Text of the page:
CNN went into full tilt in promoting its upcoming pro-gender "reassignment" documentary "Her Name Was Steven" with Anderson Cooper's interview of Chastity "Chaz" Bono, the daughter of Sonny Bono and Cher, on his AC360 program on Thursday. Cooper very sympathetically interviewed Bono, and threw softball questions, even going so far as to ask, "How do you like shaving?"
The anchor heralded the "extraordinary transformation" of his guest at the top of the 10 pm Eastern hour, and noted that "in a rare interview, he [Bono] talks about life as a man and the journey he's still undergoing." Prior to the first segment of the interview at the bottom of the hour, Cooper aired a report from CNN's Gary Tuchman on "how Chastity became Chaz." The correspondent confused the English language to the point of referring to Bono with a male possessive pronoun at the beginning of a sentence, and then referring Bono as "she" within the same breath.
A Mississippi high school cancelled its prom due to the controversy surrounding Constance McMillen, a lesbian student, who wanted to bring her younger girlfriend to the prom. On March 12, CBS’s “The Early Show” featured McMillen and her lawyer. The sympathetic segment didn’t include anyone from the high school.
CBS’ Mark Strassmann stated, “Proms and high school go together like boyfriends and girlfriends, at least in Fulton, Mississippi. But now charges of discrimination and violation of a teenager's rights have scrapped the big night.”
Ran 11 articles related to D.C.'s new law allowing same-sex marriage.
Devoted 543 inches of column space to the ruling - equal to nearly four full pages.
Printed 14 photos of gay celebrations, including a prominent one of two men kissing.
Quoted supporters 11 times more often than opponents - 67 to 6.
Repeatedly compared gay marriage to the historic civil rights movement.
Nobody can accuse The Washington Post of being objective when it came to covering the District of Columbia's decision to legalize same-sex marriage. The Post has reported on the event with a celebratory zeal more appropriate to The Advocate or The Blade.
Appearing as a guest on Thursday’s Joy Behar Show on CNN Headline News, filmmaker Michael Moore continued his recent attacks on Democrats for not delivering more effectively on a left-wing agenda, called out gay Republicans for "hypocrisy," and seemed to suggest that President Bush fooled many Americans because "we have created a society of ignorant and illiterate people."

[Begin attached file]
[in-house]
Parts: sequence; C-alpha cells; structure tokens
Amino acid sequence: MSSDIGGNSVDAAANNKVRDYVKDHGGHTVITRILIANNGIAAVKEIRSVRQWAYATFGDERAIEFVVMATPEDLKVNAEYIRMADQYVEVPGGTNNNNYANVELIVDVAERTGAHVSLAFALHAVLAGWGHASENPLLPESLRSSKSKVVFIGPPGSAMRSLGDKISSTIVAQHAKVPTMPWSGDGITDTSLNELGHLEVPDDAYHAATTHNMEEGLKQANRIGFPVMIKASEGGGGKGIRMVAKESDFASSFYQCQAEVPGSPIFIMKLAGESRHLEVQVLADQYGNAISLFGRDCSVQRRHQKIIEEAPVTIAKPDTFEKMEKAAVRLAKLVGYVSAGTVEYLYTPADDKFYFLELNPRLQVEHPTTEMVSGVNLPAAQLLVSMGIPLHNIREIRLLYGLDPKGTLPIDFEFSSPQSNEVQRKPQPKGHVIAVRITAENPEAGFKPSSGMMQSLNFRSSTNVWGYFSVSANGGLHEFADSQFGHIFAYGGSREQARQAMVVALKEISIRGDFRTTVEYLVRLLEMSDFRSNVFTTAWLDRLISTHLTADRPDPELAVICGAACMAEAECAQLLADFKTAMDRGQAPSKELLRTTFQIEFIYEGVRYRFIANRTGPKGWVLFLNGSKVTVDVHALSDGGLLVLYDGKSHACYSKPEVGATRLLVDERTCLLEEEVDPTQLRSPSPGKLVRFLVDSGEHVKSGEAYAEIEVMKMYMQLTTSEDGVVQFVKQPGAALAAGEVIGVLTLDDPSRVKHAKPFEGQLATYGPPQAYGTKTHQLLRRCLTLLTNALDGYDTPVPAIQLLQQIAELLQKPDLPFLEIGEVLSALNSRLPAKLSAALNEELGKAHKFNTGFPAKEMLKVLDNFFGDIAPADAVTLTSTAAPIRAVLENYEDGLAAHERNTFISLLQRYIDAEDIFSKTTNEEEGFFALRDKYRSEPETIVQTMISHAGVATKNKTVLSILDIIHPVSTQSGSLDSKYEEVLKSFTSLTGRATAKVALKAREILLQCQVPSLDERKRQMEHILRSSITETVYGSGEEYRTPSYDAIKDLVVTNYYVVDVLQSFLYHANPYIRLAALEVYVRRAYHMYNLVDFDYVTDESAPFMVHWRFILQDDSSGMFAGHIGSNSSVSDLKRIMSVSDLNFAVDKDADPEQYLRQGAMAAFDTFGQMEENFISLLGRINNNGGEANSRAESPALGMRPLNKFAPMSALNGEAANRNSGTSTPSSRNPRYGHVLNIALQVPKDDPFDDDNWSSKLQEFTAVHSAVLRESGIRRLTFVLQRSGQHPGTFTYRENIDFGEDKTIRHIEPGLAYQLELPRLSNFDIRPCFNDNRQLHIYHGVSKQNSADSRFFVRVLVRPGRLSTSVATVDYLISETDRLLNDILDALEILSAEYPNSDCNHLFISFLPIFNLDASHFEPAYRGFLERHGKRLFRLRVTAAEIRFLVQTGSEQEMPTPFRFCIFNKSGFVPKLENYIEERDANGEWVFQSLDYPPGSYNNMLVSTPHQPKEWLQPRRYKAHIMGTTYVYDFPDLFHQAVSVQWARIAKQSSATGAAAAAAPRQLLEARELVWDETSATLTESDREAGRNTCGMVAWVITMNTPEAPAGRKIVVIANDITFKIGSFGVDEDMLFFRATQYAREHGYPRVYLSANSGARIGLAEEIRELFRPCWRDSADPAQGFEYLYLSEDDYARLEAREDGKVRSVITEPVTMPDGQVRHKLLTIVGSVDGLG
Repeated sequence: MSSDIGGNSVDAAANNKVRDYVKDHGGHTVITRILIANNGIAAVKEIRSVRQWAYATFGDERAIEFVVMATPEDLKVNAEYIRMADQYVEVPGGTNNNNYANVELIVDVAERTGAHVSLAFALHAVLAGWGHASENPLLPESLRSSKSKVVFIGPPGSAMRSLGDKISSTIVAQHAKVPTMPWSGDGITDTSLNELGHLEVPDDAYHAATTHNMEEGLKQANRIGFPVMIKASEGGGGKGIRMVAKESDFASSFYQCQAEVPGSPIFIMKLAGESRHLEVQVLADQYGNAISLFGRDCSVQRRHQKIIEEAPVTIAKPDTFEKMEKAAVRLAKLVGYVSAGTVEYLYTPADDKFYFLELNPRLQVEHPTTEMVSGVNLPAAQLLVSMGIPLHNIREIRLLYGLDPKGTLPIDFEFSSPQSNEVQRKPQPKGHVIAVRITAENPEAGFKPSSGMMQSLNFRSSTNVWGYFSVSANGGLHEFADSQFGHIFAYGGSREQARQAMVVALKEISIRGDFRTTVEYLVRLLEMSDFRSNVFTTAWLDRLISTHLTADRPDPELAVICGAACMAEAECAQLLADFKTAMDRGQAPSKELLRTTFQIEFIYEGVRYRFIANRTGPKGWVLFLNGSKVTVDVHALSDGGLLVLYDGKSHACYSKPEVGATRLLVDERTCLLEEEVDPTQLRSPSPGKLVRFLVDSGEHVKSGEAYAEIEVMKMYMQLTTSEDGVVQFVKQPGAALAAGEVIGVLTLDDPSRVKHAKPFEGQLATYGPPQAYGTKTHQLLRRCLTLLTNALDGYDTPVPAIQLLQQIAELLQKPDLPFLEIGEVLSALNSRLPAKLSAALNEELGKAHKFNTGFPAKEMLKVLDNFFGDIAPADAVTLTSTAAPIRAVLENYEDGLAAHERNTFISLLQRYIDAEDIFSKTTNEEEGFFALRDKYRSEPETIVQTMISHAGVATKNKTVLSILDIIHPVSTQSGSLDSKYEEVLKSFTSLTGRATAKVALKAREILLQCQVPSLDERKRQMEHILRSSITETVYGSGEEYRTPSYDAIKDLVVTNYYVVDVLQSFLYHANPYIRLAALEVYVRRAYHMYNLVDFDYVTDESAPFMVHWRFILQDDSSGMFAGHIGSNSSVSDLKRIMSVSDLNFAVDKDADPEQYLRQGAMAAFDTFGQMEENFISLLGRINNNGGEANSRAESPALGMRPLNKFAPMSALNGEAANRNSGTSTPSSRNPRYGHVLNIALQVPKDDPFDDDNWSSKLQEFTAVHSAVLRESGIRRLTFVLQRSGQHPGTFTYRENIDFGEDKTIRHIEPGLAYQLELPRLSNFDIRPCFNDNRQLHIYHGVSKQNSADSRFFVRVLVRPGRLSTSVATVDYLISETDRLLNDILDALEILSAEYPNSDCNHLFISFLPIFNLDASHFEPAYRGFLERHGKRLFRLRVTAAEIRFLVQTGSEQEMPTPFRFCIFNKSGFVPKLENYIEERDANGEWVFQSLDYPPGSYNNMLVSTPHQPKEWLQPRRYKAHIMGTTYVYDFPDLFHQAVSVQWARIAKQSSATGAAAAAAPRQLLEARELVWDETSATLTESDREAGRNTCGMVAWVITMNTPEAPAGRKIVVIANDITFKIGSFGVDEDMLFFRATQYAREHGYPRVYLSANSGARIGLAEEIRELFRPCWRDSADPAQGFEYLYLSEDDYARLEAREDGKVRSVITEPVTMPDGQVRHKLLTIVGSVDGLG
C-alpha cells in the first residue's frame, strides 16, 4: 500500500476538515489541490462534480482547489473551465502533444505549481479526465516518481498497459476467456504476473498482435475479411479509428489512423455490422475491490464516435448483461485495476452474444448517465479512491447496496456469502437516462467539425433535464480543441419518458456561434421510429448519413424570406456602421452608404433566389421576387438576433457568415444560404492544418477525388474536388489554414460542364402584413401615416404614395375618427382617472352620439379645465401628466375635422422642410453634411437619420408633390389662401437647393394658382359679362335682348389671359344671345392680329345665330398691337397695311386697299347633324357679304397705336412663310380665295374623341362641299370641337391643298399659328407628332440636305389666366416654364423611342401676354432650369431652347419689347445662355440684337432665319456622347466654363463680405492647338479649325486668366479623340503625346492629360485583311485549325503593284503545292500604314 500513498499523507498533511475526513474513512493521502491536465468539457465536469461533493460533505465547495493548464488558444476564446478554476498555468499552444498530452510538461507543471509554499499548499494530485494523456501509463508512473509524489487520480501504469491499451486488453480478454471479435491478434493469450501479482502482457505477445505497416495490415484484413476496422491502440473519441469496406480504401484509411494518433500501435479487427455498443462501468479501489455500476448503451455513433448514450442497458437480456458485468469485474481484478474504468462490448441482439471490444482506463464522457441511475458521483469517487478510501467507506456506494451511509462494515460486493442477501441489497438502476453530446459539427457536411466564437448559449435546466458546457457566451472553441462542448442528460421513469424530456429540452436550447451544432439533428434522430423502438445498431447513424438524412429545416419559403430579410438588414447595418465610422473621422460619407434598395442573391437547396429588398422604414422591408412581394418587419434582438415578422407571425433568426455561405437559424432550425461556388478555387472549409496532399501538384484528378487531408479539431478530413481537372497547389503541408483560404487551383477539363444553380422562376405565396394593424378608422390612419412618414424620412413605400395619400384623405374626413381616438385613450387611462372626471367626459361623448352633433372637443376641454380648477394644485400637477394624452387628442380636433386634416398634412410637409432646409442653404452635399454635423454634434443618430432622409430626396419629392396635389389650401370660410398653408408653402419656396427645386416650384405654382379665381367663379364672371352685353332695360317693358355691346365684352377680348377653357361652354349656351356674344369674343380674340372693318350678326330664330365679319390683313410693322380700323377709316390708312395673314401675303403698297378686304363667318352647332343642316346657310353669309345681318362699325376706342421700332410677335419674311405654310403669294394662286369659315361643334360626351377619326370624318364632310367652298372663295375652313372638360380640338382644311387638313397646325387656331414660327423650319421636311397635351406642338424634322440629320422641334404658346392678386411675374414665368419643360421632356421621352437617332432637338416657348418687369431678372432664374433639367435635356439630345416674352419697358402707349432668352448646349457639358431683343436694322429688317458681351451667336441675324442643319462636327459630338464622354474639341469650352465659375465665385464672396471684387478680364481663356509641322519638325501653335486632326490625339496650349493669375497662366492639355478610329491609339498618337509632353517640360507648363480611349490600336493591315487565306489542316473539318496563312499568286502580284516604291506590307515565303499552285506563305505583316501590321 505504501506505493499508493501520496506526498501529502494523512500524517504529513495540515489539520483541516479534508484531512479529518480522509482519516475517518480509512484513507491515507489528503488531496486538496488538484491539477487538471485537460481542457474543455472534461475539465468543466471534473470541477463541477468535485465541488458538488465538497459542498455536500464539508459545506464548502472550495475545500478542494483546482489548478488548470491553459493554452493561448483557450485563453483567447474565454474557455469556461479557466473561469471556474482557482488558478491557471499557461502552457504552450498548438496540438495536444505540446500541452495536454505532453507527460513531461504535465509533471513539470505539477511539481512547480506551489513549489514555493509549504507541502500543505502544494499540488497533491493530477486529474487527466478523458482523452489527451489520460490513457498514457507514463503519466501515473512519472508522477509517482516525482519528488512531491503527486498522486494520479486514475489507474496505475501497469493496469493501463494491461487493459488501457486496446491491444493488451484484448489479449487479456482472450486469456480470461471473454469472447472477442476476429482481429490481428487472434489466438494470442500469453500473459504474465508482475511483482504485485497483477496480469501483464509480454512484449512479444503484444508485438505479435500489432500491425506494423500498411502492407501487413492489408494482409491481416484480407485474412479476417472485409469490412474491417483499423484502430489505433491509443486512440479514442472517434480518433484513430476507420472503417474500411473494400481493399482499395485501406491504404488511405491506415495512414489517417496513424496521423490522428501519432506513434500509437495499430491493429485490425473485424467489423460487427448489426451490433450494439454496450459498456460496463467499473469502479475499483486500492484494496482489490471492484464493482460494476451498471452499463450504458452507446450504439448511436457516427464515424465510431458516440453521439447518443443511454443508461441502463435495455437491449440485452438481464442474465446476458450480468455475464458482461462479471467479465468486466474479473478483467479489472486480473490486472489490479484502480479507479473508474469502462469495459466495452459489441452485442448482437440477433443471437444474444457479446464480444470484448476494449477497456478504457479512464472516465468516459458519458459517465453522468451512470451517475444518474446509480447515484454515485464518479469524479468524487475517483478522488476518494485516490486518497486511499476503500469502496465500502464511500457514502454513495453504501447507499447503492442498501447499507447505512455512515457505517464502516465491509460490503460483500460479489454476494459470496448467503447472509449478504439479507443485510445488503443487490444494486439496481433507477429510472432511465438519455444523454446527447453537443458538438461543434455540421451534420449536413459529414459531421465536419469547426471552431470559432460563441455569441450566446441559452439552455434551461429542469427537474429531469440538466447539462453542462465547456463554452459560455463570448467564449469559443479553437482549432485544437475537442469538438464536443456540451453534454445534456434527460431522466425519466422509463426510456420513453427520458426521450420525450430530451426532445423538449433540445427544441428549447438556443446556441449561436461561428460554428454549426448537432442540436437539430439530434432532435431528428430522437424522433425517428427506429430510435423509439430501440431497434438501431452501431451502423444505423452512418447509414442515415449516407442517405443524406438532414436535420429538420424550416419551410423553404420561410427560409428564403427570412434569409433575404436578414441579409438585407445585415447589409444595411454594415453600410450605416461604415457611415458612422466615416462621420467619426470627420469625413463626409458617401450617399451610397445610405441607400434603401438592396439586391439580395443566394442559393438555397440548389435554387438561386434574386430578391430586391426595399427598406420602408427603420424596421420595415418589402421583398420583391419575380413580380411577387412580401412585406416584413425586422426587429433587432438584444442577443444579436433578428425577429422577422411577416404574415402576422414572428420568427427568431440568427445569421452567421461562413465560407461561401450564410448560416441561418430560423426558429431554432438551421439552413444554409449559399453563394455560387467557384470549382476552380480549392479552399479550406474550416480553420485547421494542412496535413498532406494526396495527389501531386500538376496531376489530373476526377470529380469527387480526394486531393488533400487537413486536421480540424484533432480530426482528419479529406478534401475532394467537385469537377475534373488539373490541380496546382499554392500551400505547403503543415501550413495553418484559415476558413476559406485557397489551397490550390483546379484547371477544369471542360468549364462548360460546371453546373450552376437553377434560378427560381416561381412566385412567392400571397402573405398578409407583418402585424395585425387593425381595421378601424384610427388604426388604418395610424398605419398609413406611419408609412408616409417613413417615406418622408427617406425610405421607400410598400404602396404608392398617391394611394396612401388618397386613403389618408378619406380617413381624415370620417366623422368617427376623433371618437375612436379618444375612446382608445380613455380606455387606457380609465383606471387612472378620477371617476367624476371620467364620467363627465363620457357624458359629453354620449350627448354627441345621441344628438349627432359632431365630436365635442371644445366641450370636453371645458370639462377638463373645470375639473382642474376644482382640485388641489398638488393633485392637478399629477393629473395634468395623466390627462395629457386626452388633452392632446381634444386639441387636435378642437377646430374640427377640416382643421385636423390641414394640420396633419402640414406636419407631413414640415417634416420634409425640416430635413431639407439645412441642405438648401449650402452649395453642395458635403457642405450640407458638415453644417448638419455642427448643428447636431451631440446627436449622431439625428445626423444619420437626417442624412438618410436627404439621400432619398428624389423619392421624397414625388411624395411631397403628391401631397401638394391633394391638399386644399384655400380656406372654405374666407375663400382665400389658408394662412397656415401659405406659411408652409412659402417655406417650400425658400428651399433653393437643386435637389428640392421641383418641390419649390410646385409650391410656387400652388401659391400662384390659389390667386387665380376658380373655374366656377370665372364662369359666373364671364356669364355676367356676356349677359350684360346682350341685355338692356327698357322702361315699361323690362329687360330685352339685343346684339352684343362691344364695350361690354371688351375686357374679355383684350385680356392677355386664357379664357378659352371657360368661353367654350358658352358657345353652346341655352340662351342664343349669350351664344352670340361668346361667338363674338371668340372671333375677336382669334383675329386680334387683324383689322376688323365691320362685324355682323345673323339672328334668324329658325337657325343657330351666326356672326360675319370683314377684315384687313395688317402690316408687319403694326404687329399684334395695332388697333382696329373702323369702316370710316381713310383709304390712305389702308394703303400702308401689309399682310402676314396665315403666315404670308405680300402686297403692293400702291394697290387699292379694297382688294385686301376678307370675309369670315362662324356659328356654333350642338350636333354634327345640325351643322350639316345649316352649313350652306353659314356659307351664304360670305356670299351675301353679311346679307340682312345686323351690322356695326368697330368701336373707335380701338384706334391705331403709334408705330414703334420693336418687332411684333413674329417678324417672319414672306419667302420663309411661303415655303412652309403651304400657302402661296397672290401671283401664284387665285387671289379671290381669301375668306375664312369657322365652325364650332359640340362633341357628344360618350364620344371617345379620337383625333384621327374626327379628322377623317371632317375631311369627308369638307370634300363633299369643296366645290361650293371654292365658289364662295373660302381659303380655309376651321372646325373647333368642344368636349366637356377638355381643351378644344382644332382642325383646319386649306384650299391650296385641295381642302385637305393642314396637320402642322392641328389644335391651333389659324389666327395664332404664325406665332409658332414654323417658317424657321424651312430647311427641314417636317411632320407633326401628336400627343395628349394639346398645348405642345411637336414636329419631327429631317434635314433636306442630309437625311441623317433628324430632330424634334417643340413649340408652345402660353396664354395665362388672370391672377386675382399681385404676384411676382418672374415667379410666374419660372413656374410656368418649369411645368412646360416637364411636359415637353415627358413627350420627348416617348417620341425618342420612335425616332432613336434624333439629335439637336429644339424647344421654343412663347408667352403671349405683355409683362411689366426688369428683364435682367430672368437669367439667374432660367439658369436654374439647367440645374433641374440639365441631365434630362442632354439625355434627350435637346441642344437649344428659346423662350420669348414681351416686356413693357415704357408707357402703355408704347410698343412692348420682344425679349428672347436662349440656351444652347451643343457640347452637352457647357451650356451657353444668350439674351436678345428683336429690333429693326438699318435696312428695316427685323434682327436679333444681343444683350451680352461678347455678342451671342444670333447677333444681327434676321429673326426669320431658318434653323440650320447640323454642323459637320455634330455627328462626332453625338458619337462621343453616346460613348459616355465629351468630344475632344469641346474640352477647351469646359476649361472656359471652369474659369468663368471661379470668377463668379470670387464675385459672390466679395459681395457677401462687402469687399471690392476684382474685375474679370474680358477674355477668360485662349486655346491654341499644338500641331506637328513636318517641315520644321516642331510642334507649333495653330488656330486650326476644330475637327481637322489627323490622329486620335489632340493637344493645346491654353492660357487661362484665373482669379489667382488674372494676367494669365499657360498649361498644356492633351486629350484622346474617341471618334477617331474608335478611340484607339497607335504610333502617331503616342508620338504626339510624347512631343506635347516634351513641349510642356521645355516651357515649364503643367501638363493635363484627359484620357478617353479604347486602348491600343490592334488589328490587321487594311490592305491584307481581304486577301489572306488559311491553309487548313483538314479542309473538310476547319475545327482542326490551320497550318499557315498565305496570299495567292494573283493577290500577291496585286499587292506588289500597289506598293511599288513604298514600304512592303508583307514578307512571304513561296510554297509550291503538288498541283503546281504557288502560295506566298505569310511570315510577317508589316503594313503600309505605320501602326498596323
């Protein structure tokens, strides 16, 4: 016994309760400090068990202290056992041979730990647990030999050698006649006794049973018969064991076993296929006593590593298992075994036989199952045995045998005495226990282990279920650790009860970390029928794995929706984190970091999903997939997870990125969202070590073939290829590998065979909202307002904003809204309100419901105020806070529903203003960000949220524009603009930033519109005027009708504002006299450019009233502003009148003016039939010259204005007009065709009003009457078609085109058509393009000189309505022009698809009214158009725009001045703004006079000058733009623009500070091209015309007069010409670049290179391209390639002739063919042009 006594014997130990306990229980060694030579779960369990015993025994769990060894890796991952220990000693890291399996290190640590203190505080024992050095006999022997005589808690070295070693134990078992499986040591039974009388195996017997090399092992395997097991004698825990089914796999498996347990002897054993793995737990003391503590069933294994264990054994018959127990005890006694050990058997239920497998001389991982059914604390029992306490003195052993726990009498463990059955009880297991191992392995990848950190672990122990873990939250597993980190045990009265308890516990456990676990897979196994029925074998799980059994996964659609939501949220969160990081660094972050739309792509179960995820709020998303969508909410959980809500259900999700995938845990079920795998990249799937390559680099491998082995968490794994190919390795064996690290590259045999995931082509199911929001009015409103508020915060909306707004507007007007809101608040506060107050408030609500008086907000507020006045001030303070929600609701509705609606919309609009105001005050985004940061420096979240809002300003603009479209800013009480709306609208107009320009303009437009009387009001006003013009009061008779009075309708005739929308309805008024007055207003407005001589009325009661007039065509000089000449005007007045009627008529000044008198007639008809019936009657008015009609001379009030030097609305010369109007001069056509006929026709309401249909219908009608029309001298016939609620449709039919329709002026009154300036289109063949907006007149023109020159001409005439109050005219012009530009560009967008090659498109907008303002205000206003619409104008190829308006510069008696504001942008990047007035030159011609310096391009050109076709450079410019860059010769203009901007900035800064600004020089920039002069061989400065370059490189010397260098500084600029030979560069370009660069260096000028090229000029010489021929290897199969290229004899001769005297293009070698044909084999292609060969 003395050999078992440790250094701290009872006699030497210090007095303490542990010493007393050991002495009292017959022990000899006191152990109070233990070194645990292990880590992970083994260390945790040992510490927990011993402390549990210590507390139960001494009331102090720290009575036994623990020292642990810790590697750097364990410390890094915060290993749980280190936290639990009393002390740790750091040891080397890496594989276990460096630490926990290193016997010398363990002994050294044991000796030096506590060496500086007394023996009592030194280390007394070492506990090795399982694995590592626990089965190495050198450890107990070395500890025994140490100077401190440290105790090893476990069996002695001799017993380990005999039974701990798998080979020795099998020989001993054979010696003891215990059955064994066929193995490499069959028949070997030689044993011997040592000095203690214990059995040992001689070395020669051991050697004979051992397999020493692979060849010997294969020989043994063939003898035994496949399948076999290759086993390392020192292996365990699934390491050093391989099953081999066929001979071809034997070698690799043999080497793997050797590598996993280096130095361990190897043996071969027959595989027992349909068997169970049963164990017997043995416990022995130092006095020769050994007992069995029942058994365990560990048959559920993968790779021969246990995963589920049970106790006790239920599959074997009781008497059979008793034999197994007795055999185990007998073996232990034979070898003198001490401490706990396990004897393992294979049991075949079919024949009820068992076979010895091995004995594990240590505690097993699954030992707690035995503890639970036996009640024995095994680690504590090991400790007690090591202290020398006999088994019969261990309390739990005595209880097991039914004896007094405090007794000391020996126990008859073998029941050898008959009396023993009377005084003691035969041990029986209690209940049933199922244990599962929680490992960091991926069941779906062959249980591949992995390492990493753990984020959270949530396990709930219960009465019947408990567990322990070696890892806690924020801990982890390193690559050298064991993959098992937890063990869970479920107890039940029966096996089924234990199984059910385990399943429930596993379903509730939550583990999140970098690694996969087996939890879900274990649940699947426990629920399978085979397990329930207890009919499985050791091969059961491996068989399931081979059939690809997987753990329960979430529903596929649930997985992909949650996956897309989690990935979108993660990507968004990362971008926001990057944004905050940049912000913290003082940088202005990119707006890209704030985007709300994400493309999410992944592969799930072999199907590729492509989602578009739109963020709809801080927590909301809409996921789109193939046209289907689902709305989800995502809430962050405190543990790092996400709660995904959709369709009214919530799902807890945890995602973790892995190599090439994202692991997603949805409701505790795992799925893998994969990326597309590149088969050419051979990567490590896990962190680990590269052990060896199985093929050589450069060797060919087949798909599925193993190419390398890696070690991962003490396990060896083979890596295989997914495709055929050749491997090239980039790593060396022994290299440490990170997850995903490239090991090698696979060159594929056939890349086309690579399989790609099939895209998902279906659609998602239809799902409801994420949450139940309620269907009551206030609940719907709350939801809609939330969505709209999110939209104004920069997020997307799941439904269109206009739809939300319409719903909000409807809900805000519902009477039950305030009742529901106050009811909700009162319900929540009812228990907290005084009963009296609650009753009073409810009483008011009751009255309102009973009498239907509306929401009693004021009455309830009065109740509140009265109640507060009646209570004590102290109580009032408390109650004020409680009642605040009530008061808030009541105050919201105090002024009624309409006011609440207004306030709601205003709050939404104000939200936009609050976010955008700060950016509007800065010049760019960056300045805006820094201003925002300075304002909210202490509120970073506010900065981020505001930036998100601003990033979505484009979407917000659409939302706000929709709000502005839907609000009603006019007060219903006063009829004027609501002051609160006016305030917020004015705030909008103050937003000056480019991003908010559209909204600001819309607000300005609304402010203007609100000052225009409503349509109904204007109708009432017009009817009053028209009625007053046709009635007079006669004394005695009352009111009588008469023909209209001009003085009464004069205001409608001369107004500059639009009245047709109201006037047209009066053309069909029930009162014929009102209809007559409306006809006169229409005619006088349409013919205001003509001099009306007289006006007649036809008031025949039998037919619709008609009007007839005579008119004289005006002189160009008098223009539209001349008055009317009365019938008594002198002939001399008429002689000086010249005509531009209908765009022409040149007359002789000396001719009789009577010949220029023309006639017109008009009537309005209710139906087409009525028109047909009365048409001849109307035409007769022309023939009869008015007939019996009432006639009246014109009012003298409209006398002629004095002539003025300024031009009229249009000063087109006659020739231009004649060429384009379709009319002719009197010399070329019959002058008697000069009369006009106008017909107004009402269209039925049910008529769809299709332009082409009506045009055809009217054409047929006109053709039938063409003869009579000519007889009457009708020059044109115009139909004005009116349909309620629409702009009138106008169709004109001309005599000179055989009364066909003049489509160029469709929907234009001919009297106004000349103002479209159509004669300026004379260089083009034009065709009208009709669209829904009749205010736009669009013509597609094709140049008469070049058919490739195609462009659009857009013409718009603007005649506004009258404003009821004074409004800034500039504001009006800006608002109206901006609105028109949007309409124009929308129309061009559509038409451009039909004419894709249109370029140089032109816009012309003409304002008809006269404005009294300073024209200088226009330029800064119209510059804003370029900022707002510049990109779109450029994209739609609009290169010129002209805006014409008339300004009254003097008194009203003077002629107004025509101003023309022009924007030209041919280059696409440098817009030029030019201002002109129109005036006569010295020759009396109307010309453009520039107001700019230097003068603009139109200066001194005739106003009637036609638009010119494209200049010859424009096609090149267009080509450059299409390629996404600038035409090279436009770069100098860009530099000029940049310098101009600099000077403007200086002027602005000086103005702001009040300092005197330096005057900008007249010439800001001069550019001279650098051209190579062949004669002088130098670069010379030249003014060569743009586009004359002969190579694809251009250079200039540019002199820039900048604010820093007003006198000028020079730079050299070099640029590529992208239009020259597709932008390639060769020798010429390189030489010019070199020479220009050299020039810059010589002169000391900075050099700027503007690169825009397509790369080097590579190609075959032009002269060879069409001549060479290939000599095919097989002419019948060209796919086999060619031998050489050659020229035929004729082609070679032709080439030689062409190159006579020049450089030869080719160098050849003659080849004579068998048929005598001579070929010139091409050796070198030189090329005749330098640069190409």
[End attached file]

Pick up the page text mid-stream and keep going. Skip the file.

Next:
Host Behar started the interview by asking Moore his views on former Democratic Congressman Eric Massa, who recently resigned amid charges that he sexually harassed male aides. Moore used the opportunity to bash gay Republicans as he praised the film Outrage which seeks to expose Republicans rumored to be gay. Moore:
CNN is set to air a documentary titled "Her Name Was Steven" on March 13 and 14, which sympathetically follows the "gender reassignment" process of former Largo, Florida city manager Steven Stanton. The network has boldly advertised the documentary as being about "one person's struggle to live an authentic life."
“Hey, hey you. Wanna see my s---?” And that’s how the latest Calvin Klein commercial begins. Of course, it really should come as no surprise that the commercial features underwear-clad models asking “if you wanna see it” since the company is known for its raunchy, and even pornographic, ads.
The ad featured a series of young men wearing only cK X underwear offering to reveal more. Huffington Post described the ad saying, “The four gents tug at their tighty-whiteys' waistbands while spitting out expletive-ridden phrases in the typical oh-so-shocking cK fashion.”
Although the commercial was just 49 seconds long, the male models used 14 expletives that Calvin Klein “censored” out with a beep. Even though a model stated, “It’s all about the f------ Calvins” it’s difficult to think it’s really not all about the sexual references. (Warning: Mild Content in Video)
NBC's "Law & Order: Special Victims Unit" has consistency working in its favor: the biggest "victims" are its depictions of conservatives and Christians.